Santana looks like a chunkier Ricky Steamboat. He’s decently mobile and is able to take Hakushi’s strikes, including a killer back kick to the jaw. Shawn has fun again cutting Vince down by correcting his pronunciation of “Shinja”. Santana continues to keep up but Hakushi’s spots are on another level, like a flying shoulderblock off the top. A cartwheel standing moonsault finishes. Hakushi’s flipping always looks nice, but isn’t high impact enough for my liking. He is a great wrestler, but on the softer side of the spectrum.
Final Rating:


Aldo Montoya vs. David Sierra
Sierra is a bearded Latin veteran. Aldo throws some awful punches. Nobody punches a guy in the top of the head Aldo, nobody. That’s the hardest part of the head. Stop aiming for it! Aldo is just abysmal here; so sloppy. The only remotely worthwhile spot is a pescado that Sierra has to move in order to catch Aldo on. The finish is a botched diving bulldog. I’ve only ever seen one decent Aldo Montoya match. I’d have switched him back to job duty ASAP.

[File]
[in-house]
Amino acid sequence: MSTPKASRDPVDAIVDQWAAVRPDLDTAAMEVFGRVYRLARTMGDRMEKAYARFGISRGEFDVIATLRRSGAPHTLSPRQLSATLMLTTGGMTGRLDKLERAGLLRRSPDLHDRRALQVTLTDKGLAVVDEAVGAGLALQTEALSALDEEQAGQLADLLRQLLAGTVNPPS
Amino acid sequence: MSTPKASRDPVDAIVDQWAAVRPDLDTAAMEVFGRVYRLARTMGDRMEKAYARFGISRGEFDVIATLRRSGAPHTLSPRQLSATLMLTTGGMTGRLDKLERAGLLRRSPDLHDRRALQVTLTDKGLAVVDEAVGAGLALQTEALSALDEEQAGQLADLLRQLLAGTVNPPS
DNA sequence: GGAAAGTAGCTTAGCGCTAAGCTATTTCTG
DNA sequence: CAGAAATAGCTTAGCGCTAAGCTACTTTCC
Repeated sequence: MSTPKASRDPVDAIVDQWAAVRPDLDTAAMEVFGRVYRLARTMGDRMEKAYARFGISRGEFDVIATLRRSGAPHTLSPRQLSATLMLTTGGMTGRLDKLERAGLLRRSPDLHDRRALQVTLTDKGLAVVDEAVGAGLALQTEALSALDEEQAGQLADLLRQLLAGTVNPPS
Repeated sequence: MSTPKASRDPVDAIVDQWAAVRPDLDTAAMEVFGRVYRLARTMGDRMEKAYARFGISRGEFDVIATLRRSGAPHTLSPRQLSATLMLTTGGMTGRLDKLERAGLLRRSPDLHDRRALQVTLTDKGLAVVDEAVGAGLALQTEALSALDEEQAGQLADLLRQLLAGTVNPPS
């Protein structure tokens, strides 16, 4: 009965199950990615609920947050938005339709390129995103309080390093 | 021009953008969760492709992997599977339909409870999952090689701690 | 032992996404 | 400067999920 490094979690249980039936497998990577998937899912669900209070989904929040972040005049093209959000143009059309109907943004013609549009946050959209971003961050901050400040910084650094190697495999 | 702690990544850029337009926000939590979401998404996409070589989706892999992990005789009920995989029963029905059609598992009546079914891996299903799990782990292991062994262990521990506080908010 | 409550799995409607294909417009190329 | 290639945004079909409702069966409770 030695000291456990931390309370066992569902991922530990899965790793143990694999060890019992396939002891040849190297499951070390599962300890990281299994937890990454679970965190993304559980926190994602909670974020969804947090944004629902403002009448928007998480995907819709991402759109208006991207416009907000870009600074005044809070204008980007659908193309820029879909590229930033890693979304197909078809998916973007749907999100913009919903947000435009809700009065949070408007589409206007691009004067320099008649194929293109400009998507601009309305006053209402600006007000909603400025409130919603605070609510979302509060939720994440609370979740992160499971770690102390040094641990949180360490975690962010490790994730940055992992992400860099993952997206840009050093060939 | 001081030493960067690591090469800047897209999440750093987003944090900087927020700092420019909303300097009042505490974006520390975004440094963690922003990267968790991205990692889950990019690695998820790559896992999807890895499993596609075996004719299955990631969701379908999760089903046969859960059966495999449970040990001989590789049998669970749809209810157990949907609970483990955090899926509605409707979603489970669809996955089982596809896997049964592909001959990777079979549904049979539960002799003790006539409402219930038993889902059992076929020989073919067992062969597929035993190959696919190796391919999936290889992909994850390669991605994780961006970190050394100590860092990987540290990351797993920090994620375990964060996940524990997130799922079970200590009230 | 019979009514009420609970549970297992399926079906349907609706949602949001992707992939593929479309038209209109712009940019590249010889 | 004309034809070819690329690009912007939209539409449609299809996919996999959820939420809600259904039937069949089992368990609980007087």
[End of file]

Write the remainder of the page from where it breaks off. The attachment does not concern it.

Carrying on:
Final Rating: DUD


The King’s Court
Lawler’s guest is Mr. Bob Backlund. Lawler runs through Backlund’s interview material for him but Backlund shows disdain for Lawler. Backlund says from now on he won’t let people out of the Crossface Chickenwing unless the victim screams “I quit, Mr. Backlund”. Lawler pushes his luck by saying he could get out of it. Backlund should have put him down, Lawler should know his place: “No one is exempt from that policy”. Backlund points out the King is NOT exempt and he should shut up. Lawler still doesn’t get it so Backlund slaps him in the CFCW. “I quit Mr. Backlund”. As Backlund leaves, Lawler backs up and claims he just quit doing the interview. Backlund comes back down and Lawler takes a powder. This was awesome. It blurred the lines and tried to do away with all that Heel Club bullshit the WWF had been running forever.


WWF Tag Team Championship
The Smoking Gunns (c) vs. 1-2-3 Kid & Bob Holly